Heard much about Solana? Or Cosmos? Does Tezos, Cardano, or Flow ring a bell? How about Avalanche? The one that has nothing to do with snow. Or Polkadot, not in a sartorial sense. Perhaps the unimaginatively named Binance Smart Chain might explain what I’m talking about.

In 1988, I was based in Budapest, trying to convince newspaper editors in London and New York that the system in Hungary was cracking and that ultimately the whole Warsaw Pact package could go down the drain. I told them about a courageous László Tőkés in Romania, who a year later would spark the revolution. Some of the refusals were polite.

Now, I feel all 1988 again, I see the same thing. That the mainstream, legacy media, is missing the big story about blockchain, cryptocurrency, Web 3.0, whatever you want to call it. You get some oohs and aahs about Bitcoin as its price goes up and down. Bitcoin itself, now that Elon Musk and Tesla have charged in, and Morgan Stanley and Goldman Sachs have bent the knee, is steady copy.

And Ethereum, the first and still the most potent smart-contract blockchain have had some desultory coverage. But hardly anyone has noticed that everything has changed. The story of blockchain is to be found on Twitter, YouTube, Medium, Reddit, Telegram, Discord, Tik Tok, and a few specialised websites like Cointelegraph, Decrypt, and The Daily Hodl.

Last month the American artist Beeple had a digital art work entitled “Everydays: The First 5000 days” sold off at Christie’s auction house for 69 million dollars. A big news story. That made sense, it was the usual gawking that someone still breathing could get away with making that much money, another familiar chapter in the winner-takes-nearly-all system of art. Beeple stepped up to join David Hockney, Jeff Koons, Damien Hirst, Banksy.

So sharks and canvases are out, pro software, and digital is in. That it was the first major auction of an NFT (Non-fungible token, a sort of digital certificate of uniqueness) also got some notice. NFTs are the latest craze in the craze-ridden world of blockchains.

The mania for NFTs is at such a height there’s a sporting chance you could NFT a photo of your kitchen sink and bag a generous offer. The merit of an NFT however is that you can verify provenance and ownership because an NFT is a smart contract on a blockchain. NFTs also allow for the possibility of a “creator’s share”, an automatic, no-waiting-for-the-cheque royalty. An artist starving in his garret, who initially sells his work for a small sum might get a cut of future brain-bursting sales.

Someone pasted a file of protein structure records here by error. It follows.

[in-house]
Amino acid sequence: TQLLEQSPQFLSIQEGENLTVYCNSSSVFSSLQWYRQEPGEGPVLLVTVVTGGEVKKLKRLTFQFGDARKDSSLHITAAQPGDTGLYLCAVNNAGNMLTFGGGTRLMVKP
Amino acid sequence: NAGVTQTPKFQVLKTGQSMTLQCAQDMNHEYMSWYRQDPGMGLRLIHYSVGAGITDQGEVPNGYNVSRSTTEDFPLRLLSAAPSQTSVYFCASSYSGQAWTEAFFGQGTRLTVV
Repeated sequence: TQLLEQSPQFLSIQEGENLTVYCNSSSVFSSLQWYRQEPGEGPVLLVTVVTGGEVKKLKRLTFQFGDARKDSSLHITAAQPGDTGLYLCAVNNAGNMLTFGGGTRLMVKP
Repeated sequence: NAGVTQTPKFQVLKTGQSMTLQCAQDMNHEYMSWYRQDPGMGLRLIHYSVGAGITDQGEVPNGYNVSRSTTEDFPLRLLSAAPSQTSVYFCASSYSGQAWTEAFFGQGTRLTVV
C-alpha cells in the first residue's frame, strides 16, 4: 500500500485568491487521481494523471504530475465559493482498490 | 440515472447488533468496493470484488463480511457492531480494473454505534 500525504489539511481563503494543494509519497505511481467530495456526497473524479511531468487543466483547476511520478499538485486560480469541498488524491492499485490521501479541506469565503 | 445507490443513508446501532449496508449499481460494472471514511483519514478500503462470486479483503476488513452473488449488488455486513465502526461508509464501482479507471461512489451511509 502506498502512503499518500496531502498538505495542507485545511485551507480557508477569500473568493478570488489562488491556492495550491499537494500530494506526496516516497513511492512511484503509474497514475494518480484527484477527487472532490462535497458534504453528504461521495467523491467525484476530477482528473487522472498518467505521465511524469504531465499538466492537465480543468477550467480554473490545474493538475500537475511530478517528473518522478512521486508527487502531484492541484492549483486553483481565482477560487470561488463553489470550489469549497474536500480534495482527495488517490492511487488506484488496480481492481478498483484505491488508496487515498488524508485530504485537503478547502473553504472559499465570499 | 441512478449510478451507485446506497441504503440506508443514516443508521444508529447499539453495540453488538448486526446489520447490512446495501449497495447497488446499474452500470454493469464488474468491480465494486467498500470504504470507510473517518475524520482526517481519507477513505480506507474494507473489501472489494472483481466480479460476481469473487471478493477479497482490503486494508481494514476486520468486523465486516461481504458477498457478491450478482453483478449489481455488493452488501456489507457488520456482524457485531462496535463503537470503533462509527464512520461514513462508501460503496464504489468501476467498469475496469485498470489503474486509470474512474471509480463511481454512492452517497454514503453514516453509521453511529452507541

Beeple was already popular with the Crypto faithful, but this sale unleashed a rampage of euphoria. One of the boys (and they are principally boys in Crypto) had dun good. Beeple had delivered a jawbreaker to the Poussin-selling ponces, to the crumbles like Warren Buffett who had dismissed Bitcoin as “rat poison”. Consternation followed when Beeple, who had been paid in ether, the “currency” of the Ethereum blockchain and most NFTs, opted for the dead presidents. He cashed out into good old US Dollars. And he cashed out, according to his statement, completely.

What was most intriguing (and infuriating for the zealots) was complete. Because in the Crypto world you can make, in the lingo, “face-melting” gains with ether, if you like to take some risks, and even if you don’t, the price of ether, like bitcoin is on the rise, and if nothing else you can earn some 5% interest (as opposed to current the high-street APY of 0.1%). The appeal, the unique selling proposition, of Crypto is beautifully simple: you can make money.

By the end of this year, Crypto, blockchain, Web 3.0, however you want to label it, will be astride the world. Your taxi driver will be bragging about stacking sats, giving you tips on “low cap gems”, or how to avoid getting “rekt”.

Ethereum was created in 2015, after Bitcoin, and while the Bitcoin blockchain basically does one thing, running Bitcoin, Ethereum, to borrow from Chairman Mao, lets “ a hundred flowers blossom”. Ethereum’s smart contract functionality means you can create DAOs, decentralised autonomous organizations. A business, an office, whatever, in code.

Ethereum, however, has become crippled by its own success. Like a new motorway overwhelmed into a traffic jam, transactions are often slow and expensive. NFTs and DeFi have exploded. DeFi, decentralised finance, runs mostly on Ethereum.  Do anything you wanna do. Lending. Borrowing. Investing. Futures. Weird derivatives. Gambling. Even boring stuff like real estate, insurance. DeFi is usually easier, cheaper, and faster than trotting off to a bank or a pawn shop. DeFi is also a business that has gone from practically nothing to over fifty billion dollars in a year or so. Apart from coke-trafficking, I can’t imagine anything else has had that sort of growth.